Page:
A research team at Duke Kunshan University has shed light on metacognition in macaque monkeys, adding weight to the idea that non-human primates are aware of their mental state.
The two-year project, which involved testing monkeys’ abilities in a series of games, coupled with their confidence in winning, suggested they were conscious of their own capabilities, as well as identifying areas of the brain involved in metacognitive reasoning. The findings advance the argument that non-human primates are aware of their own mind and could also further understanding of how metacognition developed in humans.
“Since humans and macaques are both primates they share similar attributes, so we can learn about humans through comparisons between the species, and understand more about awareness from an evolutionary aspect,” said Yudian Cai, a post-doctor from East China Normal University and part time research scientist at DKU, who worked on the study, which was published in Communications Biology.
Cai worked with Zhiyong Jin, a research fellow at DKU, researchers from East China Normal University, including Chenxi Zhai and Huimin Wang, and from Shanghai Jiao Tong University, including Jijun Wang and Yingying Tang, on the project, which was supervised by Sze Chai Kwok, associate professor of cognitive neuroscience. They first taught a group of macaque monkeys how to play a series of games. One type of game involved looking at pictures and then later remembering which they had seen before from a set of images. In the other, monkeys were shown two images with differing degrees of clarity and asked to pick the less blurred of the two.
Once the monkeys had mastered how to play the games, a time element was introduced by requiring them to keep their hand on the chosen image to receive a reward. The amount of time they wagered on their decision, by keeping their hand on the image, was used as a proxy for confidence in their ability.
While they played the games, the monkeys were attached to a machine that perturbs brain activity using focal magnetic fields, a process called single-pulse transcranial magnetic stimulation.
The aim of the study, which was funded by National Natural Science Foundation of China, was both to test whether the monkeys were capable of metacognitive reasoning and identify which areas of the brain were involved in it at different stages.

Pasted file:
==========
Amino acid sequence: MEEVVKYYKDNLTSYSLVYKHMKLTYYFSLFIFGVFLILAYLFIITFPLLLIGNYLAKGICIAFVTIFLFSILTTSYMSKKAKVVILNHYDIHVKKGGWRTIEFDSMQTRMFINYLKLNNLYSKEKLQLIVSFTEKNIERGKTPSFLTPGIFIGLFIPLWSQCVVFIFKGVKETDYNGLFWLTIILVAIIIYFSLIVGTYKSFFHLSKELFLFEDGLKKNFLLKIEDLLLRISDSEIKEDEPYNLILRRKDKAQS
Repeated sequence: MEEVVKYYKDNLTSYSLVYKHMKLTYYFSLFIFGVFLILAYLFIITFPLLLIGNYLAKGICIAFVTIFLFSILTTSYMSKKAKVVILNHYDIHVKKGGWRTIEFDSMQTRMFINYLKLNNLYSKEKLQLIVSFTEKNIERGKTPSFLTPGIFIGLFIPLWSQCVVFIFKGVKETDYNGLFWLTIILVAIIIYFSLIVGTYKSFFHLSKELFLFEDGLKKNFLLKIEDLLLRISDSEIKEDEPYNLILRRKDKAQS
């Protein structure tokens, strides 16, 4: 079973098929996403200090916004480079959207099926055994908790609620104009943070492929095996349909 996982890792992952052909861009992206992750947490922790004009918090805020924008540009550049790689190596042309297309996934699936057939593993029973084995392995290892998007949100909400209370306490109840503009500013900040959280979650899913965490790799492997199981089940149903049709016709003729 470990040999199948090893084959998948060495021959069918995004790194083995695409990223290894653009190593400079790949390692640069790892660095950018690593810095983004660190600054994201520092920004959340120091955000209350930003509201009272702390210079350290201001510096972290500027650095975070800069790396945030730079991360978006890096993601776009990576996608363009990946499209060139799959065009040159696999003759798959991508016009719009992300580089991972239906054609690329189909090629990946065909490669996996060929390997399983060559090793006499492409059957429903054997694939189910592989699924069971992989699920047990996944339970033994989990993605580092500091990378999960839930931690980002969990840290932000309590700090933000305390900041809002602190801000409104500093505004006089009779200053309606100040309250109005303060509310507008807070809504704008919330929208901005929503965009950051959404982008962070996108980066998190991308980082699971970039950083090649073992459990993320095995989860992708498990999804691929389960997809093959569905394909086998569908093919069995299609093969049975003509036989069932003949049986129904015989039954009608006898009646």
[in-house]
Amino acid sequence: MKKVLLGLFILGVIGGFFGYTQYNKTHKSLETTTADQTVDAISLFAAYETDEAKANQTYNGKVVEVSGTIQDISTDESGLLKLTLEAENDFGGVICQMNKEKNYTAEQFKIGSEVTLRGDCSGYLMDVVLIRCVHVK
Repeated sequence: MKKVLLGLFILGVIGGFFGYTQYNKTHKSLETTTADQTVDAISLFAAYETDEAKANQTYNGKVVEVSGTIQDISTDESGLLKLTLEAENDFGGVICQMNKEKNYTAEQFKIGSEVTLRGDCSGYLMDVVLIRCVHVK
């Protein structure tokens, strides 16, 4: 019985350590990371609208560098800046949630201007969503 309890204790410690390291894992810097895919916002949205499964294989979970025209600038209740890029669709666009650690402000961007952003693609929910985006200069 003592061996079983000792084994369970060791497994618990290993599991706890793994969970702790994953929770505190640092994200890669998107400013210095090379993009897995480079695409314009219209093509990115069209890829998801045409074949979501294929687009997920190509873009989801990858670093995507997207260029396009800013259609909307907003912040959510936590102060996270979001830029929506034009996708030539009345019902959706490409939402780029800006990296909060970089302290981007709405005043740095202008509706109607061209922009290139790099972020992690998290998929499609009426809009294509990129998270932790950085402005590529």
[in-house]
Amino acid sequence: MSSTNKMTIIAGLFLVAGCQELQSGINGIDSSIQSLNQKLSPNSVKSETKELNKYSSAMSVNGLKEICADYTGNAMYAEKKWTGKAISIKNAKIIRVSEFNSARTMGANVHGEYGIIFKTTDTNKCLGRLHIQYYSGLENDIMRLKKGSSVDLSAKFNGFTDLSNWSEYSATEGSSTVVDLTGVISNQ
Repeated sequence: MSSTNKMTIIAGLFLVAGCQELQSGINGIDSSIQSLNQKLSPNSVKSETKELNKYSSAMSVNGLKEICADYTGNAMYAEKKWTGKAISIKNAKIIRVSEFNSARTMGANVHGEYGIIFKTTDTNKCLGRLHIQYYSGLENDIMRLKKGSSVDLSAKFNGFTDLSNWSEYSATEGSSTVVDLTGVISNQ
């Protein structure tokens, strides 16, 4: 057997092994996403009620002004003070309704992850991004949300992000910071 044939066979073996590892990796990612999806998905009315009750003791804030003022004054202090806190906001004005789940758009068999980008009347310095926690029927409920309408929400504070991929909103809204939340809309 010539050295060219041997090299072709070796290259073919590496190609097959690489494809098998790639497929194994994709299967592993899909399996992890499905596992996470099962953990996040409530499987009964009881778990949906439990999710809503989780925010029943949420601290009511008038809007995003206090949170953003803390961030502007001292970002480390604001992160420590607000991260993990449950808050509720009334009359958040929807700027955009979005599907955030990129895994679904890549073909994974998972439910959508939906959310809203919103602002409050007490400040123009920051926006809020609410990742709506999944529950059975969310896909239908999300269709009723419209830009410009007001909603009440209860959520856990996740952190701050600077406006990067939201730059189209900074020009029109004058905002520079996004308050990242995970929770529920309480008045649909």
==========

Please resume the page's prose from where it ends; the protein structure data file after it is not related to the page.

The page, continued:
Analysing the monkeys’ performance and confidence ratings using computer models (hierarchical Bayesian meta-d’ computational modelling), the team were able to determine metacognition – that the monkeys were aware and understanding of their own ability and thought process. The single-pulse transcranial magnetic stimulation also identified the metacognitive activity as taking place in the Brodmann area 46d, a part at the front of the brain which is shared by both monkeys and humans.
“We found that Brodmann area 46d plays a critical role in supporting metacognition independent of task performance; we also found that the critical role of this region in meta-calculation was time-sensitive,” said Cai.
“Additionally, we discovered that macaque metacognition is highly domain-specific with respect to memory and perception decisions,” he added.
The findings add weight to the body of evidence that says there is metacognition in non-human primates, as well as furthering understandings of where in the brain the processes of such awareness take place.
“The study was described as a milestone to understanding the neural mechanism of metacognition of the prefrontal cortex by one of the reviewers,” said Kwok.
Professor Kwok and his team will continue to focus on this field, with further studies on the relationship between learning and confidence being considered, as well as research into metacognition in humans.
More information about the study can be found on the lab website: www.kwoklab.org